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Health Watch: 'Cold Cap Therapy' May Help Cancer Patients Keep Hair

MINNEAPOLIS (WCCO) -- It seems the two go hand-in-hand: chemotherapy and losing your hair. However, some cancer patients are keeping their hair in the midst of aggressive treatments: It's called cold cap therapy.

Dawn Rynder had a lot to discuss with her boss after she found out in October she had cancer and chemo would need to start right away.

"There's a lot of people who deal with a lot of hard things," she said. "Mine just came on top of each other."

A month and a half after finding out she'd have to fight for her life, her husband lost his. He died at 44 years old from a heart condition.

"Some days cancer's easier to deal with and some days grief is easier to deal with than the hassles of cancer," Rynder said.

Then, in the midst of the lowest point of her life, her boss, Marc Powers, gave her a boost. He knew a lot about breast cancer. His 32-year-old wife was finishing up her own round of chemo – with a full head of blonde hair. So, he had some advice for Rynder that his wife had given him.

"She's the one who found out this practice could actually potentially save your hair," Powers said.

The practice, called cold cap therapy, takes place during chemo, patients wear head wraps to try and freeze out the effects of chemo on their scalp.

"There's no guarantee people will keep their hair, but there is an increasing rate of success," Dr. Paul Zander of Minnesota Oncology said.

Zander says it's not clear exactly how it works, but it is clear that for some of his patients, it does.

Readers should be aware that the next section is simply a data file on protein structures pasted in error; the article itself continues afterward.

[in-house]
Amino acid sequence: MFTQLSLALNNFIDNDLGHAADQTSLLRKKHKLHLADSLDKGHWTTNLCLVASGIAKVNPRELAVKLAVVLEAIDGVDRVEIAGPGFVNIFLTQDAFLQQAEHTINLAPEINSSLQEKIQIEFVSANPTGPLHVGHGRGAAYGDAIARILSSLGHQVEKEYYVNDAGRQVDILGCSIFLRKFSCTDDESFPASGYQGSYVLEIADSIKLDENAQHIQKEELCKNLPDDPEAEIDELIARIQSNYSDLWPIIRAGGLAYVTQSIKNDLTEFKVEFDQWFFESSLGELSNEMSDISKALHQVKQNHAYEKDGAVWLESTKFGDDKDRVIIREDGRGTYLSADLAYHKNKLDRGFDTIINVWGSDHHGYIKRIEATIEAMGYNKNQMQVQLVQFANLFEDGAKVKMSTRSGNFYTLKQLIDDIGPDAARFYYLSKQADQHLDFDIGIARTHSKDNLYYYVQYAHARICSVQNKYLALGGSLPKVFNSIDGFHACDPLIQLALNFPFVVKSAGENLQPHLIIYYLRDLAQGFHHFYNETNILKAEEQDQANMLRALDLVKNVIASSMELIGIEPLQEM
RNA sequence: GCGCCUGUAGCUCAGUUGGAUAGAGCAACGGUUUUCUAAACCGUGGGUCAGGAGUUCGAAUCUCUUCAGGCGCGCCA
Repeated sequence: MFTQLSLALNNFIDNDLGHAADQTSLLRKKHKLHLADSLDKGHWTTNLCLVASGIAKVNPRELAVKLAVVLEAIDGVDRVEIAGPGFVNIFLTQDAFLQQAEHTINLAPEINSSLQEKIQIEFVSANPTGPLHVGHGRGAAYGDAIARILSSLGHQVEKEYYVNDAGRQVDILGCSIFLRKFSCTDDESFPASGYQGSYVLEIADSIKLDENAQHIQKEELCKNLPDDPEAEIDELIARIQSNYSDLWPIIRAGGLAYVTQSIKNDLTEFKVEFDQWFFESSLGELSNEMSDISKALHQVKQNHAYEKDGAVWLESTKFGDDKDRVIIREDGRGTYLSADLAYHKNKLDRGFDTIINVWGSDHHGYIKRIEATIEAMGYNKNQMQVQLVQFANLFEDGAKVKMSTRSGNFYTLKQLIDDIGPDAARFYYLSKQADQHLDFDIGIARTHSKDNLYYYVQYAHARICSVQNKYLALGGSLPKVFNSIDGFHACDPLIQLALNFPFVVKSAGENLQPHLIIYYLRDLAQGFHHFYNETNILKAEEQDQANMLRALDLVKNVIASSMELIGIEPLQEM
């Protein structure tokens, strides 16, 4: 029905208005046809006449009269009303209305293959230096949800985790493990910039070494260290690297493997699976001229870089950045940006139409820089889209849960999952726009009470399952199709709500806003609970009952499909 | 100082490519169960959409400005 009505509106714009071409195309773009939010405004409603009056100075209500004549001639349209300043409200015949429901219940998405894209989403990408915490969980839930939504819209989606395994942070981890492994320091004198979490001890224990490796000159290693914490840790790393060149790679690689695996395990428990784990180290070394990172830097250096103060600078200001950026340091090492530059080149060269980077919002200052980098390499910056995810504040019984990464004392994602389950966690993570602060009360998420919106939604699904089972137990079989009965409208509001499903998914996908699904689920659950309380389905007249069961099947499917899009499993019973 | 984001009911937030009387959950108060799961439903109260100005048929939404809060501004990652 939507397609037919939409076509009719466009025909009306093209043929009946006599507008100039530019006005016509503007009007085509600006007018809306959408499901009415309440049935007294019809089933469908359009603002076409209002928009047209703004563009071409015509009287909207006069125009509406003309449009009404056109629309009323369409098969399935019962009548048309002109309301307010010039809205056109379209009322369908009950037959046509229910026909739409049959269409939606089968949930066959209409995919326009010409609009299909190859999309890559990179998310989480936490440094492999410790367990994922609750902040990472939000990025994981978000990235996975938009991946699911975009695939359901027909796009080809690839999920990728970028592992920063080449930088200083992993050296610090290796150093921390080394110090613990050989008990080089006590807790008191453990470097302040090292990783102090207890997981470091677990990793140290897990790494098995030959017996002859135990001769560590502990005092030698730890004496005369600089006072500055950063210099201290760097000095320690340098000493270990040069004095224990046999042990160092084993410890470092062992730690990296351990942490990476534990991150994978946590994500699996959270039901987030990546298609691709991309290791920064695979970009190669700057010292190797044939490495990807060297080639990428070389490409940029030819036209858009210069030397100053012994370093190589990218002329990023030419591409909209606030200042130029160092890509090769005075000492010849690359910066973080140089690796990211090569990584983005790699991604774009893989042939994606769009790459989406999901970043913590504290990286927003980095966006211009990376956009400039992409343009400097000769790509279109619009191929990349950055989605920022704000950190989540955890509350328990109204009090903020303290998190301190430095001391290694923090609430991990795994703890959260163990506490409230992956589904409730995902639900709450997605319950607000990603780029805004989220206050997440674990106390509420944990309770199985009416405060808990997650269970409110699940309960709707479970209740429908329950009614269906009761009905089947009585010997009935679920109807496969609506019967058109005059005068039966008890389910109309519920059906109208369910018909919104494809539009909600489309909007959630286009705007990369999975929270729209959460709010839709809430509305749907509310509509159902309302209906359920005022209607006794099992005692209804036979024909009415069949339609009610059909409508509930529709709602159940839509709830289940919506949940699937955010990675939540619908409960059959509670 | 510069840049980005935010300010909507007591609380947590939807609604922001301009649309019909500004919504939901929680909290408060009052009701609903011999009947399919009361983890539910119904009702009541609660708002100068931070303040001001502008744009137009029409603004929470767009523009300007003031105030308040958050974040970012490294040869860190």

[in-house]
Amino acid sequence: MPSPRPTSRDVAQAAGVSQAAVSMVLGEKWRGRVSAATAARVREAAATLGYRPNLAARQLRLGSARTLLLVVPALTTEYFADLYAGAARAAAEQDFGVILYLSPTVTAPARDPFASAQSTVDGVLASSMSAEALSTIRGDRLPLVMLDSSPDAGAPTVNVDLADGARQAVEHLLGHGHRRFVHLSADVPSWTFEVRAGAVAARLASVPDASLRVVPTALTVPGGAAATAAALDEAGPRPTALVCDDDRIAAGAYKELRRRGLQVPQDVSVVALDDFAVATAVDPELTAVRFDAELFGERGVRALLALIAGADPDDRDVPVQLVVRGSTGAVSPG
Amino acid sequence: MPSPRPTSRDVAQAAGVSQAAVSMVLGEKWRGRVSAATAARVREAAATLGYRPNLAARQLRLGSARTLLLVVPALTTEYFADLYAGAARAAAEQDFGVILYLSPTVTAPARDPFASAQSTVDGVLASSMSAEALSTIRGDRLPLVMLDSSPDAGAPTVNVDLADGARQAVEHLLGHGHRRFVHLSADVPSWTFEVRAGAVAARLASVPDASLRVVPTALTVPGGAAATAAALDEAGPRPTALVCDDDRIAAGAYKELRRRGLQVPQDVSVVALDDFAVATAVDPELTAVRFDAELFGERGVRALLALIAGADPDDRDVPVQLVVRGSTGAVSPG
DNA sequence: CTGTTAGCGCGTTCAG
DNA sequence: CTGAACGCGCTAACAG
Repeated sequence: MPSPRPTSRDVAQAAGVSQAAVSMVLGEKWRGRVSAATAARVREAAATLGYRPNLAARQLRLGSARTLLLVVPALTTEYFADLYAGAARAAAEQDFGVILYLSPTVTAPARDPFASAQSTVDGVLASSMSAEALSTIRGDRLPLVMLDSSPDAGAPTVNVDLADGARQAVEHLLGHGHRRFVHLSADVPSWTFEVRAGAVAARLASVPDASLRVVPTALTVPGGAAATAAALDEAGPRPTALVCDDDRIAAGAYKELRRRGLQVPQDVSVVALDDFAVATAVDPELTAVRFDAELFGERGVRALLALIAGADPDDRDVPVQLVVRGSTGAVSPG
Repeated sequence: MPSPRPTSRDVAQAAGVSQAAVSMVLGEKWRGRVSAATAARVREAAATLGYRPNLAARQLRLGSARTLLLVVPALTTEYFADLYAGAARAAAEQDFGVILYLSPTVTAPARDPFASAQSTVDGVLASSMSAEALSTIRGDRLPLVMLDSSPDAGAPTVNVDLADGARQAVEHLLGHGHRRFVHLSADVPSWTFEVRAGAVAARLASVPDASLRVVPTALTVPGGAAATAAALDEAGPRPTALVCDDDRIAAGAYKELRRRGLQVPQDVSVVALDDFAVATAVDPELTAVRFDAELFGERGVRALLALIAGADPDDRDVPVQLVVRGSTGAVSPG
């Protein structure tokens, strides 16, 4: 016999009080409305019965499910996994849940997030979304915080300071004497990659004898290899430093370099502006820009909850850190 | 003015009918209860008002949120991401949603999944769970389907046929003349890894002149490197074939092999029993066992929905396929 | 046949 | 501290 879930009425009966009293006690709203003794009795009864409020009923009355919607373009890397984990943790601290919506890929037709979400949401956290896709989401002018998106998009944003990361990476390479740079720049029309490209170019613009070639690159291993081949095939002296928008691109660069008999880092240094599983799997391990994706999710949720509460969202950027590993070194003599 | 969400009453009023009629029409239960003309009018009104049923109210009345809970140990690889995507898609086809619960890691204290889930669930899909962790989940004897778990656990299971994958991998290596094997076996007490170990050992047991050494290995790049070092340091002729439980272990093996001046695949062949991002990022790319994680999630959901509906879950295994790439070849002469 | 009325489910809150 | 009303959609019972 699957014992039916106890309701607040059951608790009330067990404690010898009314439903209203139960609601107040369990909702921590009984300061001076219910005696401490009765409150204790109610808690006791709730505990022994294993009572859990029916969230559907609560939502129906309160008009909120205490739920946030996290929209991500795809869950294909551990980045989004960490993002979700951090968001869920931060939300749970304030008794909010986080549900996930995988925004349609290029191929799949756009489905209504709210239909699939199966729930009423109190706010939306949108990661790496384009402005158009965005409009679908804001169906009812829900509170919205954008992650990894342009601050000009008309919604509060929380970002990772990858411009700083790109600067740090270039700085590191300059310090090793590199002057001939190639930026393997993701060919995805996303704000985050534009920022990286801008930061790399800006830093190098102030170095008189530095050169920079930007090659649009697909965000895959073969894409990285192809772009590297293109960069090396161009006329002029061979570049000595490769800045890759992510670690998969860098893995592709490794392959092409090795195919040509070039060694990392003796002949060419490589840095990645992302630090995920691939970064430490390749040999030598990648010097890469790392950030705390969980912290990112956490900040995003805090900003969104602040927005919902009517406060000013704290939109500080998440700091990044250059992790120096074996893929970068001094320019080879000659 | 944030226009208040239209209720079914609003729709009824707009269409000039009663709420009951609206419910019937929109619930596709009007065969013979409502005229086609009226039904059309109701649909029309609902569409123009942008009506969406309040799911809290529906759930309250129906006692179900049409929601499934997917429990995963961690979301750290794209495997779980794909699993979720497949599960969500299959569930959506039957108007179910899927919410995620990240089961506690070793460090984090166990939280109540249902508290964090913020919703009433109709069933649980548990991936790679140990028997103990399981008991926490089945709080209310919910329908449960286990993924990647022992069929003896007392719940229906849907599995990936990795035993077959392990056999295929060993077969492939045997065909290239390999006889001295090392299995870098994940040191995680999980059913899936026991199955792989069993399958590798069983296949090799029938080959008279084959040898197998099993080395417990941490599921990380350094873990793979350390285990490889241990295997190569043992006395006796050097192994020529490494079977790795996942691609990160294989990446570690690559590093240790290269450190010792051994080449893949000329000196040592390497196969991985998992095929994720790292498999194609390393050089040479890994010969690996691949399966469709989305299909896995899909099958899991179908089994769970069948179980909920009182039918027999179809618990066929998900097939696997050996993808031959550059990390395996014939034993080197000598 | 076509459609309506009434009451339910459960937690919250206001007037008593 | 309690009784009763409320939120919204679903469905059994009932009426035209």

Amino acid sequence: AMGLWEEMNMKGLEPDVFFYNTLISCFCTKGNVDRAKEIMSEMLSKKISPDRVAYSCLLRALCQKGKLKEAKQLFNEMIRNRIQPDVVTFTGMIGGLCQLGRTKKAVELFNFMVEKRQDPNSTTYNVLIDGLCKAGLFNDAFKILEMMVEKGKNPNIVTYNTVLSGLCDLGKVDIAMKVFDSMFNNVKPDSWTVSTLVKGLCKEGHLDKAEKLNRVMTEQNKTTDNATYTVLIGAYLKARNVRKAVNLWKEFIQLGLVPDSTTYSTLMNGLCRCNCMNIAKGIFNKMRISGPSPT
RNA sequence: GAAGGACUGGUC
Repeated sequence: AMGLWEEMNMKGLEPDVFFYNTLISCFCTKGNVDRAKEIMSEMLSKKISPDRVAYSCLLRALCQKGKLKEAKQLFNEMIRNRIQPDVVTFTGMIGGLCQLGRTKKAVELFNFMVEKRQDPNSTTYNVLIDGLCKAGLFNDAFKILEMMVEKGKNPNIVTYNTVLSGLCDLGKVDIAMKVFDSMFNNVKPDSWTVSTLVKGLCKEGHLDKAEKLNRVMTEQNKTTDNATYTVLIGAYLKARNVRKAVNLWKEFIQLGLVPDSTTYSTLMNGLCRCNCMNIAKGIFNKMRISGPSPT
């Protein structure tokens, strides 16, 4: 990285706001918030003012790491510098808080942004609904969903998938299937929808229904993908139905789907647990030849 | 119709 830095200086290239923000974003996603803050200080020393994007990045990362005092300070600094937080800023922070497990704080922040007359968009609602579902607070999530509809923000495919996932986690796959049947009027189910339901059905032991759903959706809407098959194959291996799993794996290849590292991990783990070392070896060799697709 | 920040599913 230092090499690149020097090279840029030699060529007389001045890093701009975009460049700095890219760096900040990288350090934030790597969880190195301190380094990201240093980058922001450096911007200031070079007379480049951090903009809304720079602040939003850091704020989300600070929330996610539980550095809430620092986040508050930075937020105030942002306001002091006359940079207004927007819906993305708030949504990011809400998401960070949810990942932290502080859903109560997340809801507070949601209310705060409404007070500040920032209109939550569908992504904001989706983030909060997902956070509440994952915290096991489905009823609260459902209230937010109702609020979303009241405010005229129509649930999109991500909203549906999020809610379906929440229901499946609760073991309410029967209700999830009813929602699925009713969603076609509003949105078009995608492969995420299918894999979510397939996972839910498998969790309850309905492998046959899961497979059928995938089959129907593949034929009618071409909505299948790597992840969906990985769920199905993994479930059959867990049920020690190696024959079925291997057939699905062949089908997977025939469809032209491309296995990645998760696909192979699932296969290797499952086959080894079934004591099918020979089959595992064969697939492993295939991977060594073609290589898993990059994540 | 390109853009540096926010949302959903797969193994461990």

"They should be aware this type of therapy is out there, they should ask their oncologist and do some research on their own," Zander said.

Zander says there could be risks – and it's costly.

"I didn't really even consider cold capping because I knew financially that it was a pretty big bill and I knew we probably wouldn't be able to afford it," Rynder said.

Powers, however, knew it had worked on the woman he lives with and wanted it to work on the woman he works with. So, he talked to her closest friends at the office and they supported her financially.

"If it helped make the day a little bit easier for her, I mean, that's all I need," Powers said.

Now, she's got one session left of the minus 22 degree treatment that lasts four hours.

"I can look at the mirror and I can feel like at least I have control over this one part of my life when a lot of other things feel out of control. For me it really has been fantastic," Rynder said.

Cold cap therapy costs about $600 a month and you have to do it for as long as you're getting chemo.

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